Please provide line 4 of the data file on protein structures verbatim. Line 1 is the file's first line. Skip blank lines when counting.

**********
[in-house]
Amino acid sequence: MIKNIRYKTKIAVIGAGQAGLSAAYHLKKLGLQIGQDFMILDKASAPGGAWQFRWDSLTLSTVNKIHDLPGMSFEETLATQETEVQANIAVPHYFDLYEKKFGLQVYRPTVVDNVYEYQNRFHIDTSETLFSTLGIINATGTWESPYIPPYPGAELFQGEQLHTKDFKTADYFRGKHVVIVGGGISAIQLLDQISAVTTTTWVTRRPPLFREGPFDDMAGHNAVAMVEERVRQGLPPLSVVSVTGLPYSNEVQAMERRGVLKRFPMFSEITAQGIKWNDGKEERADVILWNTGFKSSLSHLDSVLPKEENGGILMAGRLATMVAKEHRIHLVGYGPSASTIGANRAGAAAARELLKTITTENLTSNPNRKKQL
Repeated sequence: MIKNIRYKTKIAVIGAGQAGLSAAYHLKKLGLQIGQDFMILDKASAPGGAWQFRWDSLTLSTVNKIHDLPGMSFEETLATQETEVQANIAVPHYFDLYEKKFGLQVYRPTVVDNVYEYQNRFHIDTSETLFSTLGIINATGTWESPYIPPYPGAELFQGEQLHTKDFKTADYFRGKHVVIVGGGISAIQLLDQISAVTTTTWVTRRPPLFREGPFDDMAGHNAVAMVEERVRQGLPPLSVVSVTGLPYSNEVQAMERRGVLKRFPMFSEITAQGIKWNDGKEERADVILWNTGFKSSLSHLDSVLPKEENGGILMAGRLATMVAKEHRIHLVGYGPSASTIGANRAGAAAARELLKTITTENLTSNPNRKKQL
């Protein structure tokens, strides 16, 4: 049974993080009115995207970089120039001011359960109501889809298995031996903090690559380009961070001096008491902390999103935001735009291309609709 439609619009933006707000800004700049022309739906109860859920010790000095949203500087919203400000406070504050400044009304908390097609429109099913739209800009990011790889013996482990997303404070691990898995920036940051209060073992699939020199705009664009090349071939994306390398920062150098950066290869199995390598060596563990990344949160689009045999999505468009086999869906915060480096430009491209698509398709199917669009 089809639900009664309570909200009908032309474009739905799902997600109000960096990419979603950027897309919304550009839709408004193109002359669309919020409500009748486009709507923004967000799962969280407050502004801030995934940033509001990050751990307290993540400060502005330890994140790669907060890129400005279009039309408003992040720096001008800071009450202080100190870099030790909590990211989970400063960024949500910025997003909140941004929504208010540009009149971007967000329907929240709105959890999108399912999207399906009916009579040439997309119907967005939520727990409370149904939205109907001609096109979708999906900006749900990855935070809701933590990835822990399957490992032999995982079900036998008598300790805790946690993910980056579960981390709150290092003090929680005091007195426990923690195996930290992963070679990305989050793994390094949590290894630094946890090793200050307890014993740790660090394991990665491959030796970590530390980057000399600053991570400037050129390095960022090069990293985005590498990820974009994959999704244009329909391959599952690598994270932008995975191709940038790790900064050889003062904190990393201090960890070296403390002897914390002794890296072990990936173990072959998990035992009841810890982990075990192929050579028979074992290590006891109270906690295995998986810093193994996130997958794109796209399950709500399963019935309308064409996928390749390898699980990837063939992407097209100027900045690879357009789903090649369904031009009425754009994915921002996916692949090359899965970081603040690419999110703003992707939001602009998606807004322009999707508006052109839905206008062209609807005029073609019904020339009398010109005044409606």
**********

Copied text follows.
């Protein structure tokens, strides 16, 4: 049974993080009115995207970089120039001011359960109501889809298995031996903090690559380009961070001096008491902390999103935001735009291309609709 439609619009933006707000800004700049022309739906109860859920010790000095949203500087919203400000406070504050400044009304908390097609429109099913739209800009990011790889013996482990997303404070691990898995920036940051209060073992699939020199705009664009090349071939994306390398920062150098950066290869199995390598060596563990990344949160689009045999999505468009086999869906915060480096430009491209698509398709199917669009 089809639900009664309570909200009908032309474009739905799902997600109000960096990419979603950027897309919304550009839709408004193109002359669309919020409500009748486009709507923004967000799962969280407050502004801030995934940033509001990050751990307290993540400060502005330890994140790669907060890129400005279009039309408003992040720096001008800071009450202080100190870099030790909590990211989970400063960024949500910025997003909140941004929504208010540009009149971007967000329907929240709105959890999108399912999207399906009916009579040439997309119907967005939520727990409370149904939205109907001609096109979708999906900006749900990855935070809701933590990835822990399957490992032999995982079900036998008598300790805790946690993910980056579960981390709150290092003090929680005091007195426990923690195996930290992963070679990305989050793994390094949590290894630094946890090793200050307890014993740790660090394991990665491959030796970590530390980057000399600053991570400037050129390095960022090069990293985005590498990820974009994959999704244009329909391959599952690598994270932008995975191709940038790790900064050889003062904190990393201090960890070296403390002897914390002794890296072990990936173990072959998990035992009841810890982990075990192929050579028979074992290590006891109270906690295995998986810093193994996130997958794109796209399950709500399963019935309308064409996928390749390898699980990837063939992407097209100027900045690879357009789903090649369904031009009425754009994915921002996916692949090359899965970081603040690419999110703003992707939001602009998606807004322009999707508006052109839905206008062209609807005029073609019904020339009398010109005044409606």